We find that Entry 60 of List II mentions taxes on professions, trades, callings and employments. Entry 60 is a taxing entry. It is not a general entry, observed the court. Therefore, Entry 60 which refers to professions cannot be extended to include services. This is what is called Aspect Theory
Good to know that there are theoretical underpinnings of the tax that professionals grudgingly pay.
Discovery of PE
The UOP LLC case that came up before the Income-Tax Appellate Tribunal not long ago is about the discovery of evidence about PE (permanent establishment). The company, incorporated in US, is in the business of supply of engi neering design and process technology to the petroleum refining, petrochemical, gas processing and chemical-related industries. Its customers include Indian Oil, Reliance Petroleum, Nagarjuna Oil, and Tamil Nadu Petro Products.
UOP LLC declared an income of Rs 105 crore, received from Indian customers, as royalty and fees for included services liable to tax at 15 per cent in India as per the Indo-American Tax Treaty on the basis that it was not having any PE in India during the year under consideration.
The company also supplied equipment directly to the Indian customers and the profit arising from such sale, being the commercial/business profit, was claimed to be not taxable in India as per Article 7 of the DTAA (double taxation avoidance agreement) between India and the US.
Well, here comes the twist. During the course of assessment proceedings, it was noticed by the Assessing Officer (AO) that there was another entity of the UOP group operating in India, viz., UOP India Private Ltd which was stated to be principally formed with the object of rendering technical and engineering services to the Indian customers on its own It was further found by the AO that there has been one more entity of the UOP group in India, viz., UOP Asia Limited which was claimed to be operating only as liaison office duly approved by the RBI for the entire UOP group in India.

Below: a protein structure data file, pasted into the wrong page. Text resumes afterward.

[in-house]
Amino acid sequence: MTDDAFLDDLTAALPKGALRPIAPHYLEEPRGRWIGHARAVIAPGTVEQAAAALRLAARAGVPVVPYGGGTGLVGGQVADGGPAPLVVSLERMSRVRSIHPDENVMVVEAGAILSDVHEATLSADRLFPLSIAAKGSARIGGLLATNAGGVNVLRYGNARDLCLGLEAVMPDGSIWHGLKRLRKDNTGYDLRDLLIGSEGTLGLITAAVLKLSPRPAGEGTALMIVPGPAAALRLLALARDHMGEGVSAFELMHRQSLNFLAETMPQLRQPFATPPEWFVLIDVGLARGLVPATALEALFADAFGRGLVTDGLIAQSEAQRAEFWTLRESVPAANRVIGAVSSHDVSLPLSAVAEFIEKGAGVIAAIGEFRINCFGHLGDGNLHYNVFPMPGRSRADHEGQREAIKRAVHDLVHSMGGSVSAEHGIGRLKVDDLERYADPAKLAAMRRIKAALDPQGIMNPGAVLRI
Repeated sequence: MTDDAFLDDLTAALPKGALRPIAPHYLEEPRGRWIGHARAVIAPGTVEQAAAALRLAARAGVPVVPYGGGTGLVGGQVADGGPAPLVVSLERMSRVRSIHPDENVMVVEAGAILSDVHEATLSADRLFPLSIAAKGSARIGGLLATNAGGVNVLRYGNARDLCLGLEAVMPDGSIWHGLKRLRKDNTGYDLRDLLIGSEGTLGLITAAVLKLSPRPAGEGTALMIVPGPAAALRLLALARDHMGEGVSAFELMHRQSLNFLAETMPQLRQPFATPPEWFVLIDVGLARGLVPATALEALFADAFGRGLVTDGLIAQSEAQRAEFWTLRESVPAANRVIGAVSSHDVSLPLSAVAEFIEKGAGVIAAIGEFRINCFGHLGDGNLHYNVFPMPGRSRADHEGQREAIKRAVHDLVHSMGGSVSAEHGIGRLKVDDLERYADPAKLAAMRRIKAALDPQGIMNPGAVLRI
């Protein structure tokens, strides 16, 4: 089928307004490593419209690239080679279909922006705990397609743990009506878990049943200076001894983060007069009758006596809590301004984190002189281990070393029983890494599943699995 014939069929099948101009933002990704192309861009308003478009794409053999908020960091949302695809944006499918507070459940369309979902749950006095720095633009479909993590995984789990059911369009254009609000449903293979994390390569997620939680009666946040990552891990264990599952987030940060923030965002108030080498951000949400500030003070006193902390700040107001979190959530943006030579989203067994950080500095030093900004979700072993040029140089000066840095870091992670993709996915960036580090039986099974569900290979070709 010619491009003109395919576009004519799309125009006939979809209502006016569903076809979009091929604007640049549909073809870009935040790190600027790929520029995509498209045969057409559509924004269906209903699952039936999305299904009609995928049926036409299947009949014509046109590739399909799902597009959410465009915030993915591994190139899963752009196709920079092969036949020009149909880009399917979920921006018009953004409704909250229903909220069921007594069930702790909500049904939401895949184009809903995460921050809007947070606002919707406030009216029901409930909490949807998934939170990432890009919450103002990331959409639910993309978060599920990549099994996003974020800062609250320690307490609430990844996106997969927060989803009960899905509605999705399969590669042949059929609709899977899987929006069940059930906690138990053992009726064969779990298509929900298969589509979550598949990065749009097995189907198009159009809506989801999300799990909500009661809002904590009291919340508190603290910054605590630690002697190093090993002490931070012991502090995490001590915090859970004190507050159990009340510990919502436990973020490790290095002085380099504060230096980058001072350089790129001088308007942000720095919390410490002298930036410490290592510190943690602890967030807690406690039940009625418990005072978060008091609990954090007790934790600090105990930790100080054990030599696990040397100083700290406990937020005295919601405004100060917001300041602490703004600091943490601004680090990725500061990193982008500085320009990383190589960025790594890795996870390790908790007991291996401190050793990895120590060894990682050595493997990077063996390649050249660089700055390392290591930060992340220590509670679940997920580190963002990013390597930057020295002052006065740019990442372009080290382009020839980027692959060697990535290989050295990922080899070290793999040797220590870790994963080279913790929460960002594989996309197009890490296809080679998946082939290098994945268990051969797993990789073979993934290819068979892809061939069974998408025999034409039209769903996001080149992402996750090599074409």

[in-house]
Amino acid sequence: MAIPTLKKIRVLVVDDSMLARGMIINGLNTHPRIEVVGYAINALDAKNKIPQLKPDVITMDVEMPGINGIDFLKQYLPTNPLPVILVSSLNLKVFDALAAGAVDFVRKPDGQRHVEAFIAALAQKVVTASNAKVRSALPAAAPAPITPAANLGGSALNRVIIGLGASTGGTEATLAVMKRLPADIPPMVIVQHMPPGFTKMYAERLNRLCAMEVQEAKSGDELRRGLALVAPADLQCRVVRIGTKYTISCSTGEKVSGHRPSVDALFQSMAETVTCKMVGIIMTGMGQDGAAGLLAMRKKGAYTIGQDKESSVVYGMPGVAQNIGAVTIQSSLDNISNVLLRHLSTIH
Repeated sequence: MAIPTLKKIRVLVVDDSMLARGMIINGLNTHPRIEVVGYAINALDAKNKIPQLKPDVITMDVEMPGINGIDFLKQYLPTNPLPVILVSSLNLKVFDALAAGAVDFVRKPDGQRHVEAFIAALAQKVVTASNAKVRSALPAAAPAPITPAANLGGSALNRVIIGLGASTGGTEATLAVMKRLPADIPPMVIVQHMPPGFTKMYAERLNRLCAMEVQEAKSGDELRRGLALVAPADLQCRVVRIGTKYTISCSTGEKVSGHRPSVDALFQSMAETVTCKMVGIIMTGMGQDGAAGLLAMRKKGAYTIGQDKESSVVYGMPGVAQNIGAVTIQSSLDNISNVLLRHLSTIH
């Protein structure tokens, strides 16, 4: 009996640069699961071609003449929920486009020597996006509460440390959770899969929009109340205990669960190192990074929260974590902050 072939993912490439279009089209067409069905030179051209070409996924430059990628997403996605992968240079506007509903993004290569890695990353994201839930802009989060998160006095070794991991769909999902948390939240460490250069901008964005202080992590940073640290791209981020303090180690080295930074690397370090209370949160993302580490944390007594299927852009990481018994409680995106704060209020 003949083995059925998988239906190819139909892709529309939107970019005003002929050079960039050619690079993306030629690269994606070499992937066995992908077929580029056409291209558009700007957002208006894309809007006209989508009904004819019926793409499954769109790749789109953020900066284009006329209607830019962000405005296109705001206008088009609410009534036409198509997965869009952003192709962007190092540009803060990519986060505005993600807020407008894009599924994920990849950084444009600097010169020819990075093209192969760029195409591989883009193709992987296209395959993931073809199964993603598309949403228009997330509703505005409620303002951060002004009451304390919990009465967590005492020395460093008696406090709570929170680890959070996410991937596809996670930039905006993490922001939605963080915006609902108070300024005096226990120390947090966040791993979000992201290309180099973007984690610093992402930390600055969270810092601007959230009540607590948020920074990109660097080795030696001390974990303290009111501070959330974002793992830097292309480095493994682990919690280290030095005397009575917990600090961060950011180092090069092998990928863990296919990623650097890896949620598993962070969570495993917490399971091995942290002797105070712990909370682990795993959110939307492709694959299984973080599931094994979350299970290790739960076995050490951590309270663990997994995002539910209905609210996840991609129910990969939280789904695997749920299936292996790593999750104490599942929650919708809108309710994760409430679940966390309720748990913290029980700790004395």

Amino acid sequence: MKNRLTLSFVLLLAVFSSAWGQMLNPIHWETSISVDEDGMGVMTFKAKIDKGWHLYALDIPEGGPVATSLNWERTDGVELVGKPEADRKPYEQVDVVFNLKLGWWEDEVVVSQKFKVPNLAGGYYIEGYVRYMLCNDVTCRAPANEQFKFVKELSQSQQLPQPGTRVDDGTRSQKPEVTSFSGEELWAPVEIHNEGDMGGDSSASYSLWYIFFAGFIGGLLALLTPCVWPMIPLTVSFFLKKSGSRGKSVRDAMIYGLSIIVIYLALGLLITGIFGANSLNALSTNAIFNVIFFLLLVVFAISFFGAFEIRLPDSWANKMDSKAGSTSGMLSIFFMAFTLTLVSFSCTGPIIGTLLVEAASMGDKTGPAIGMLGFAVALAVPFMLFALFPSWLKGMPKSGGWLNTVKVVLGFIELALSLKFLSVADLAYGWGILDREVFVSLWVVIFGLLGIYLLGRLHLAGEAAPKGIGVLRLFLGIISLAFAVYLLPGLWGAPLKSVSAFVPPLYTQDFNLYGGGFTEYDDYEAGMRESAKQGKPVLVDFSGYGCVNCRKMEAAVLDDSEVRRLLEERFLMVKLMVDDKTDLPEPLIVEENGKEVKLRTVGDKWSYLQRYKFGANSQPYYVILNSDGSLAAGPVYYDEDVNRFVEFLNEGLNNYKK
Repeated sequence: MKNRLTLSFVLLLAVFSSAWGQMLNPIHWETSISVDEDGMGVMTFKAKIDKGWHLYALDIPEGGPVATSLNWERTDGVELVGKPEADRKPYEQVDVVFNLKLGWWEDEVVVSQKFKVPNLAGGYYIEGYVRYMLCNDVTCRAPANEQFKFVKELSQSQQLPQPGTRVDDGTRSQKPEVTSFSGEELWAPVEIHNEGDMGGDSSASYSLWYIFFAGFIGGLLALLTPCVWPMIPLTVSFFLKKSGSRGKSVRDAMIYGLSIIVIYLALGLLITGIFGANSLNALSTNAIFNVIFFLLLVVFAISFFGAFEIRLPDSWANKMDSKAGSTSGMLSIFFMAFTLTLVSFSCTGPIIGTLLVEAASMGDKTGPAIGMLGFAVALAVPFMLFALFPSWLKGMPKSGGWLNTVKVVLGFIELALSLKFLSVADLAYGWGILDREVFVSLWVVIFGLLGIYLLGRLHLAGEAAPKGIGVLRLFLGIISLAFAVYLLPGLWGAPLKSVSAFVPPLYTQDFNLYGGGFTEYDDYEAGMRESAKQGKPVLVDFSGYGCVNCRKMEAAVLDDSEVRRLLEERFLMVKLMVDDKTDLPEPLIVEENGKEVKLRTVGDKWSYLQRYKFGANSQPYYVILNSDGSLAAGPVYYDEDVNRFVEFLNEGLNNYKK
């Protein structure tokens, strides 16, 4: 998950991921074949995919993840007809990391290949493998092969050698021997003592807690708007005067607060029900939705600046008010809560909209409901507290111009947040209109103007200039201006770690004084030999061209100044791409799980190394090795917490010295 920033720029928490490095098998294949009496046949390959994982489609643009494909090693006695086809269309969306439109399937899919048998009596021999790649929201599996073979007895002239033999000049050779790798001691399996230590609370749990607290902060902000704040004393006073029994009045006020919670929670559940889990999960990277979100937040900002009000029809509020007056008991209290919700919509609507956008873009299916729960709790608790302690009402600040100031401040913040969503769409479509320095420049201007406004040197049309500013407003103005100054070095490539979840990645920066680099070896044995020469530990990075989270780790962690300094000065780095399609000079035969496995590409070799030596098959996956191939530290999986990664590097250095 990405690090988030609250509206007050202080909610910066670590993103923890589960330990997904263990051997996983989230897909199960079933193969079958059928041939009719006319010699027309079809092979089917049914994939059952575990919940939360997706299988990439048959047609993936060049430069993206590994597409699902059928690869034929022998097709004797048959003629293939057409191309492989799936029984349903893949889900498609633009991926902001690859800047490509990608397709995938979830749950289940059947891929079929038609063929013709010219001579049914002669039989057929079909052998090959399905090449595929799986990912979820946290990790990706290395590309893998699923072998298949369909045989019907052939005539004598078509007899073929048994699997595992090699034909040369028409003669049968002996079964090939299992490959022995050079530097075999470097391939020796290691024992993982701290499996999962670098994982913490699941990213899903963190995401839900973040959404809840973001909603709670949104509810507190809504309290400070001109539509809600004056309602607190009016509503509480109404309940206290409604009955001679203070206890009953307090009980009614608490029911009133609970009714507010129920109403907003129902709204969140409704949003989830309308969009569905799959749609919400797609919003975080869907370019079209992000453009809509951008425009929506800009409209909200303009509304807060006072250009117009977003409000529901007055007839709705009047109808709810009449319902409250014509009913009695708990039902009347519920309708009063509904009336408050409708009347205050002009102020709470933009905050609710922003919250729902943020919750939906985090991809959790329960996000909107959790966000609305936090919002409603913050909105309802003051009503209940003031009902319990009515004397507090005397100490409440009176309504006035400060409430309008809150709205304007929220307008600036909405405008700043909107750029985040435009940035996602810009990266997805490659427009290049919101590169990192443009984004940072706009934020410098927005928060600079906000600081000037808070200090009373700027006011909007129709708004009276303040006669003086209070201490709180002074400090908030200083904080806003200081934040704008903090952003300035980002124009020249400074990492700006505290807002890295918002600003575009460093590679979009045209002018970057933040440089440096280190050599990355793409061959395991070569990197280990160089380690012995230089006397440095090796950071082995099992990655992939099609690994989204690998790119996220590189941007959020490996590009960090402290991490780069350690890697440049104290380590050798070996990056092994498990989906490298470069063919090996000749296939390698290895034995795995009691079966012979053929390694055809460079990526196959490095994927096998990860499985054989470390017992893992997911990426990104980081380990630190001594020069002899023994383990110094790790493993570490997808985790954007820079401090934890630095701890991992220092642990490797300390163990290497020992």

The nearly 20,000-word ruling is right material for the avid who would like to drill for more insights.
Dogs and cats have reason to be sad, because they lost a case recently. To know more, you need to read the latest issue of Supreme Court Revenue Cases, which has the text of decision in Sree Durga Distributors vs State of Karnataka. The short question before the court in this case was whether dog feed and cat feed sold by the assessee attract nil rate of duty under entry 5 of the Karnataka Value Added Tax Act, 2003.
Entry 5 speaks of animal feed and feed supplements, namely, processed commodity sold as poultry feed, cattle feed, pig feed, fish feed, fish meal, prawn feed, shrimp feed and feed supplements and mineral mixture concentrates, intended for use as feed supplements including de-oiled cake and wheat bran.
The company argued that the and between animal feed and feed supplements meant two categories, and therefore its products, viz. cat and dog feed, came under the first, that is, animal feed. But the court would not accept such a stand. It said that if the Legislature intended animal feed and feed supplements to be different categories, there would have been a comma in between. The court also said that the list following namely was exhaustive.
In that list, the Legislature has not included dog feed/cat feed, therefore, the products of the appellant do not fall under entry 5, said the judges.
That should explain any doleful barks and mews in the neighbourhood.
Whenever I read that a certain section has to be read with explanation number so-and-so to sub-section such-and-such of another section